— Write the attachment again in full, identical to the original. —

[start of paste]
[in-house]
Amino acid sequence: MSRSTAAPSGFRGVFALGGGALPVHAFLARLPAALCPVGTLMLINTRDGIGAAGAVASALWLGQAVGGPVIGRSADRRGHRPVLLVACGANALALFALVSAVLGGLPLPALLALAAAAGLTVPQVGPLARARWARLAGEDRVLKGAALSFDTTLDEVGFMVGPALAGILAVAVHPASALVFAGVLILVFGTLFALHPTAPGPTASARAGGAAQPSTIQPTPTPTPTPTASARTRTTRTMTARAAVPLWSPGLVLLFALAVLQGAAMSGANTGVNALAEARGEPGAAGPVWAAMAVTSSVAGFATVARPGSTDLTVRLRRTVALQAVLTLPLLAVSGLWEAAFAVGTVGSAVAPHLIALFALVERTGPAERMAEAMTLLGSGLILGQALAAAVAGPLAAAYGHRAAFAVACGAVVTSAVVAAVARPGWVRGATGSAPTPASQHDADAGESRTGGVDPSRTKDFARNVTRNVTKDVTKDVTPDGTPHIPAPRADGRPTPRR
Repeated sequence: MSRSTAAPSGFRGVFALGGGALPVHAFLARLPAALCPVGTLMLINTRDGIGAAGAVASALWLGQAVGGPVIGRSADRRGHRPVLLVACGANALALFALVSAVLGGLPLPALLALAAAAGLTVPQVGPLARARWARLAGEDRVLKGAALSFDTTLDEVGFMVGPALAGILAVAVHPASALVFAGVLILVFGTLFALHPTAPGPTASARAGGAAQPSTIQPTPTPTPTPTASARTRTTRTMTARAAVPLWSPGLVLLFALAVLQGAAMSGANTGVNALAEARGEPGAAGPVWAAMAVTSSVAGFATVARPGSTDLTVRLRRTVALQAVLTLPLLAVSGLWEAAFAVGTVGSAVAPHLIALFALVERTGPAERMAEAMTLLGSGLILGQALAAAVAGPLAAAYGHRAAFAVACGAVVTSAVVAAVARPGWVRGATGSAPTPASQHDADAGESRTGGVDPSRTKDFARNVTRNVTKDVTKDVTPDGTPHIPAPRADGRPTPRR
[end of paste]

[in-house]
Amino acid sequence: MSRSTAAPSGFRGVFALGGGALPVHAFLARLPAALCPVGTLMLINTRDGIGAAGAVASALWLGQAVGGPVIGRSADRRGHRPVLLVACGANALALFALVSAVLGGLPLPALLALAAAAGLTVPQVGPLARARWARLAGEDRVLKGAALSFDTTLDEVGFMVGPALAGILAVAVHPASALVFAGVLILVFGTLFALHPTAPGPTASARAGGAAQPSTIQPTPTPTPTPTASARTRTTRTMTARAAVPLWSPGLVLLFALAVLQGAAMSGANTGVNALAEARGEPGAAGPVWAAMAVTSSVAGFATVARPGSTDLTVRLRRTVALQAVLTLPLLAVSGLWEAAFAVGTVGSAVAPHLIALFALVERTGPAERMAEAMTLLGSGLILGQALAAAVAGPLAAAYGHRAAFAVACGAVVTSAVVAAVARPGWVRGATGSAPTPASQHDADAGESRTGGVDPSRTKDFARNVTRNVTKDVTKDVTPDGTPHIPAPRADGRPTPRR
Repeated sequence: MSRSTAAPSGFRGVFALGGGALPVHAFLARLPAALCPVGTLMLINTRDGIGAAGAVASALWLGQAVGGPVIGRSADRRGHRPVLLVACGANALALFALVSAVLGGLPLPALLALAAAAGLTVPQVGPLARARWARLAGEDRVLKGAALSFDTTLDEVGFMVGPALAGILAVAVHPASALVFAGVLILVFGTLFALHPTAPGPTASARAGGAAQPSTIQPTPTPTPTPTASARTRTTRTMTARAAVPLWSPGLVLLFALAVLQGAAMSGANTGVNALAEARGEPGAAGPVWAAMAVTSSVAGFATVARPGSTDLTVRLRRTVALQAVLTLPLLAVSGLWEAAFAVGTVGSAVAPHLIALFALVERTGPAERMAEAMTLLGSGLILGQALAAAVAGPLAAAYGHRAAFAVACGAVVTSAVVAAVARPGWVRGATGSAPTPASQHDADAGESRTGGVDPSRTKDFARNVTRNVTKDVTKDVTPDGTPHIPAPRADGRPTPRR